House Energy and Commerce Chairman Fred Upton (R-MI) and Communications and Technology Subcommittee Chairman Greg Walden (R-OR) today sent a letter urging the Federal Communications Commission to remove the Fairness Doctrine rules from the Code of Federal Regulations. The Fairness Doctrine has been deemed unconstitutional by the FCC itself, and has long been viewed as a threat to free speech.
"Despite the FCC's determination not to enforce the Fairness Doctrine, Commissioner McDowell recently discovered that it still remains in the Code of Federal Regulations," wrote Upton and Walden. "Further research has revealed that the political-editorial and personal-attack rules also remain intact despite the FCC's decision to repeal them. The media marketplace is more diverse and competitive today than it was ten years ago when the D.C. Circuit struck down the Commission's political-editorial and personal-attack rules. The difference is even more stark when compared to the market twenty years ago when the Commission concluded that the Fairness Doctrine was unconstitutional."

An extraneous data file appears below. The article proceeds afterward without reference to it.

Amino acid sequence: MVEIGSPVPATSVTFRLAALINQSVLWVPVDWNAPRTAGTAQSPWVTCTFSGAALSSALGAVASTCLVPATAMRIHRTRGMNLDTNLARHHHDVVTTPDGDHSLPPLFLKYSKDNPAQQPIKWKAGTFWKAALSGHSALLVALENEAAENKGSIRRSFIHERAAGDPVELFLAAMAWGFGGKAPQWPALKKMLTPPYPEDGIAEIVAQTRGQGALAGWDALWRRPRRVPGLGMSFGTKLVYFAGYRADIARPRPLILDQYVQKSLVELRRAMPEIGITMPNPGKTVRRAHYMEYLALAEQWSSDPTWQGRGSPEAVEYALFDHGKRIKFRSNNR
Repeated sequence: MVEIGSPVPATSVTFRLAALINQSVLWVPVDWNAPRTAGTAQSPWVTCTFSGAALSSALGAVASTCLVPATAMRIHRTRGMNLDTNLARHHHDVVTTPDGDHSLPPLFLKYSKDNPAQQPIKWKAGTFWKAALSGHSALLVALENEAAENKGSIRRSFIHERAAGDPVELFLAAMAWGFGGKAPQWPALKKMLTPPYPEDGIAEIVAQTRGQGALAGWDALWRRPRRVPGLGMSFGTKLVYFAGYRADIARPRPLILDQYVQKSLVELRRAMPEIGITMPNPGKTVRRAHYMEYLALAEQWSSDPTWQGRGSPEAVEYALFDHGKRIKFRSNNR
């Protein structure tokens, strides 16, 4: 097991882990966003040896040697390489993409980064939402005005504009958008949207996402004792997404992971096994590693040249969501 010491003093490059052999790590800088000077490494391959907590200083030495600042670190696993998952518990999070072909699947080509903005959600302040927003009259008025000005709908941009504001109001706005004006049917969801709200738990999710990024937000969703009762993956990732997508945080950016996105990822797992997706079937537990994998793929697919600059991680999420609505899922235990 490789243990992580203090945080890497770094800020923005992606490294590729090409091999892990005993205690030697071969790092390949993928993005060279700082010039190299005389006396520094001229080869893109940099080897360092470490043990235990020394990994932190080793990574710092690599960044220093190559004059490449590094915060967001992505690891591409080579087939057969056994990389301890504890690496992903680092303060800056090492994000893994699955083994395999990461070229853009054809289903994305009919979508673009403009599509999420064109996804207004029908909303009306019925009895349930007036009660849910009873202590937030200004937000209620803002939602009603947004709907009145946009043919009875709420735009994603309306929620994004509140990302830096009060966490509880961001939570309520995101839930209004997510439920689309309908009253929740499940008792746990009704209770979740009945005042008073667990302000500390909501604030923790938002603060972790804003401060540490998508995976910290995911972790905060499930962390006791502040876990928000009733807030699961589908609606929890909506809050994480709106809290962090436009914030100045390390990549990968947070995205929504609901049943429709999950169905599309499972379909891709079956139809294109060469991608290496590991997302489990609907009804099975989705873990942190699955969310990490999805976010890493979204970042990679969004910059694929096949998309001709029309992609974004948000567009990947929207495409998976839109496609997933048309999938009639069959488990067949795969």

Earlier this year, President Obama called on federal agencies to review existing regulations, paying particular attention to outdated regulations that remain on the books. Although independent agencies like the FCC are not technically required to comply with the administration's Executive Order on regulatory relief, FCC Chairman Genachowski has indicated that he intends to abide by the spirit of the administration's policy. Upton and Walden concluded their letter by calling on Chairman Genachowski to remove the Fairness Doctrine and related political-editorial and personal-attack rules from the Code of Federal Regulations.
The committee leaders requested a written confirmation by June 3 that the FCC will finally wipe these outdated rules from the books as soon as possible.